Successful ablation of sinus node reentrant tachycardia using remote magnetic navigation system
Ablation of sinus node reentrant tachycardia (SNRT) may be difficult with risk of sinus node injury by using conventional catheters. We report successful ablation of SNRT by using remote magnetic navigation system (Stereotaxis). Case report A 50-year-old female was referred from another hospital for symptoms of paroxysmal palpitations. She was on beta-blocker for frequent palpitation. Holter monitoring revealed frequent paroxysmal episodes of narrow complex tachycardia at rates of 140-150 bpm.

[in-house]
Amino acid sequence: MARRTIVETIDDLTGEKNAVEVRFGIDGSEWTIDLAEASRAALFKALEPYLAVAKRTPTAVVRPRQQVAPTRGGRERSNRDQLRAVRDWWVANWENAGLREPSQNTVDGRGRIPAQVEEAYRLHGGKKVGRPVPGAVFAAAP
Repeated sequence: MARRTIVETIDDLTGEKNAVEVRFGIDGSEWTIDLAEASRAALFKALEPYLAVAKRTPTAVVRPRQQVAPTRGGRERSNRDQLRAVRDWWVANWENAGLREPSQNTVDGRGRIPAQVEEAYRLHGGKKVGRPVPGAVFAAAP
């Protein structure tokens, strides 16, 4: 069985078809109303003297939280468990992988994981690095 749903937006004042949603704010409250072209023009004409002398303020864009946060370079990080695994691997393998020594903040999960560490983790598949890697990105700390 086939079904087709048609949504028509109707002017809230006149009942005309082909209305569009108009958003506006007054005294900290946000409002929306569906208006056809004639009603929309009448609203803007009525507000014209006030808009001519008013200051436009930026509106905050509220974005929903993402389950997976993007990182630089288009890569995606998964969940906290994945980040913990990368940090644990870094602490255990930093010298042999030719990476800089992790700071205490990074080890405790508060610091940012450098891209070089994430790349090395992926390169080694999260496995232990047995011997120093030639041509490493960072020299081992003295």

... es of 140-150 bpm. Echocardiogram, thyroid function tests, and other routine lab parameters were normal. During electrophysiological evaluation, a narrow complex tachycardia (cycle length of 393 ms) was easily induced by programmed atrial stimulation. The surface electrocardiogram (ECG) P wave morphology during tachycardia was similar to sinus rhythm. The atrial activation sequence during tachycardia was earliest in the high right atrium followed by the His-atrial and coronary sinus atrial electrograms suggesting an origin in or around the region of the sinus node. Premature ventricular extrastimuli introduced during tachycardia when the His bundle was refractory did not advance the subsequent atrial cycle length or change the atrial activation sequence. An appropriately timed atrial premature extrastimulus delivered during tachycardia from a right atrial catheter reproducibly terminated tachycardia. Ventricular pacing was able to dissociate ventricular activity without affecting the atrial rate. These findings strongly suggested the diagnosis of sinus node reentrant tachycardia (SNRT). With remote magnetic navigation system (Stereotaxis, Inc, St Louis, MO, USA) and CARTO (Biosense Webster, Inc, Diamond Bar, CA, USA), mapping was performed during the tachycardia. The earliest atrial activation noted in the high lateral right atrium at the region of the sinus node. At this site, the atrial electrogram was 50 ms in duration and fragmented, initially negative in the unipolar tip electrogram, and 35 ms before onset of the surface ECG P wave. 1 At this site, ablation done with the irrigated tip catheter (Celsius RMT, Biosense Webster) using 30 W radio frequency (RF) energy and a maximum temperature of 458C. After initial acceleration, tachycardia terminated within 8.2 s. Radio frequency applications continue up to 60 s. After first RF application there was non-sustained SNRT induced using atrial-programmed stimulation. Further RF ablation was done at the region around the site of earliest activation to augment the ablation (Figure 1) . Subsequently, the tachycardia could not be re-initiated with atrial or ventricular pacing even with the presence of isoproterenol infusion. Total fluoroscopy time was 7.2 min. Follow-up 48 h telemetry monitoring revealed no recurrence of tachycardia. Sinus node reentrant tachycardia is an uncommon, but likely under diagnosed, form of supraventricular tachycardia, being easily confused with sinus tachycardia. Catheter ablation of SNRT is associated with risk of sinus node injury and thermal injury to the right phrenic nerve. Remote magnetic navigation provides enhanced catheter stability and substrate contact for the precise ablation. As per best of our knowledge we describe the first reported case of SNRT successfully ablated by using remote magnetic catheter navigation. Figure 1 Right atrium electro-anatomical map (right-lateral orientation). The dark red dots in high lateral right atrium indicate the successful ablation site of sinus node reentrant tachycardia. Published on behalf of the